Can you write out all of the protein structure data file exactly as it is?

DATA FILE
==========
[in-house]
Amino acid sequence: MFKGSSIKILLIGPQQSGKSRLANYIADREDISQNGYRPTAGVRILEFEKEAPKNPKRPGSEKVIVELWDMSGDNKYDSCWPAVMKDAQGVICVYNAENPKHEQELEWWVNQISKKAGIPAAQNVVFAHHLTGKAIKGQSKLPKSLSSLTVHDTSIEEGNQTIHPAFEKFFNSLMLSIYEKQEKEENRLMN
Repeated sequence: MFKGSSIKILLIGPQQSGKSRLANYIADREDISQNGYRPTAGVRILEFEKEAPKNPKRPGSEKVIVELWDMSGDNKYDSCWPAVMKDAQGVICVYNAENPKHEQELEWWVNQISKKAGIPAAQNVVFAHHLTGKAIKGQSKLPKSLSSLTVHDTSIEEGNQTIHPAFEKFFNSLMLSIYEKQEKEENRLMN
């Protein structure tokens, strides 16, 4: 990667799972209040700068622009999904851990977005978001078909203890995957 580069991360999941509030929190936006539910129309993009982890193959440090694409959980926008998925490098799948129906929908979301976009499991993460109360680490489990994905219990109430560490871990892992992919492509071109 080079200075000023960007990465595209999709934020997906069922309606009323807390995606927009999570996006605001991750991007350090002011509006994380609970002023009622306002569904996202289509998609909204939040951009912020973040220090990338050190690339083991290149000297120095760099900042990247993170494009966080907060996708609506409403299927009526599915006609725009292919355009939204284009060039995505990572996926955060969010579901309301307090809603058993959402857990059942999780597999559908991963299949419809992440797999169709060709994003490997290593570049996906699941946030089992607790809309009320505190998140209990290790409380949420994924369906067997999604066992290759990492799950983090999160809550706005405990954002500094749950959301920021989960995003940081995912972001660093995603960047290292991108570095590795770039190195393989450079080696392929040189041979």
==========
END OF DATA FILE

[in-house]
Amino acid sequence: MFKGSSIKILLIGPQQSGKSRLANYIADREDISQNGYRPTAGVRILEFEKEAPKNPKRPGSEKVIVELWDMSGDNKYDSCWPAVMKDAQGVICVYNAENPKHEQELEWWVNQISKKAGIPAAQNVVFAHHLTGKAIKGQSKLPKSLSSLTVHDTSIEEGNQTIHPAFEKFFNSLMLSIYEKQEKEENRLMN
Repeated sequence: MFKGSSIKILLIGPQQSGKSRLANYIADREDISQNGYRPTAGVRILEFEKEAPKNPKRPGSEKVIVELWDMSGDNKYDSCWPAVMKDAQGVICVYNAENPKHEQELEWWVNQISKKAGIPAAQNVVFAHHLTGKAIKGQSKLPKSLSSLTVHDTSIEEGNQTIHPAFEKFFNSLMLSIYEKQEKEENRLMN
């Protein structure tokens, strides 16, 4: 990667799972209040700068622009999904851990977005978001078909203890995957 580069991360999941509030929190936006539910129309993009982890193959440090694409959980926008998925490098799948129906929908979301976009499991993460109360680490489990994905219990109430560490871990892992992919492509071109 080079200075000023960007990465595209999709934020997906069922309606009323807390995606927009999570996006605001991750991007350090002011509006994380609970002023009622306002569904996202289509998609909204939040951009912020973040220090990338050190690339083991290149000297120095760099900042990247993170494009966080907060996708609506409403299927009526599915006609725009292919355009939204284009060039995505990572996926955060969010579901309301307090809603058993959402857990059942999780597999559908991963299949419809992440797999169709060709994003490997290593570049996906699941946030089992607790809309009320505190998140209990290790409380949420994924369906067997999604066992290759990492799950983090999160809550706005405990954002500094749950959301920021989960995003940081995912972001660093995603960047290292991108570095590795770039190195393989450079080696392929040189041979």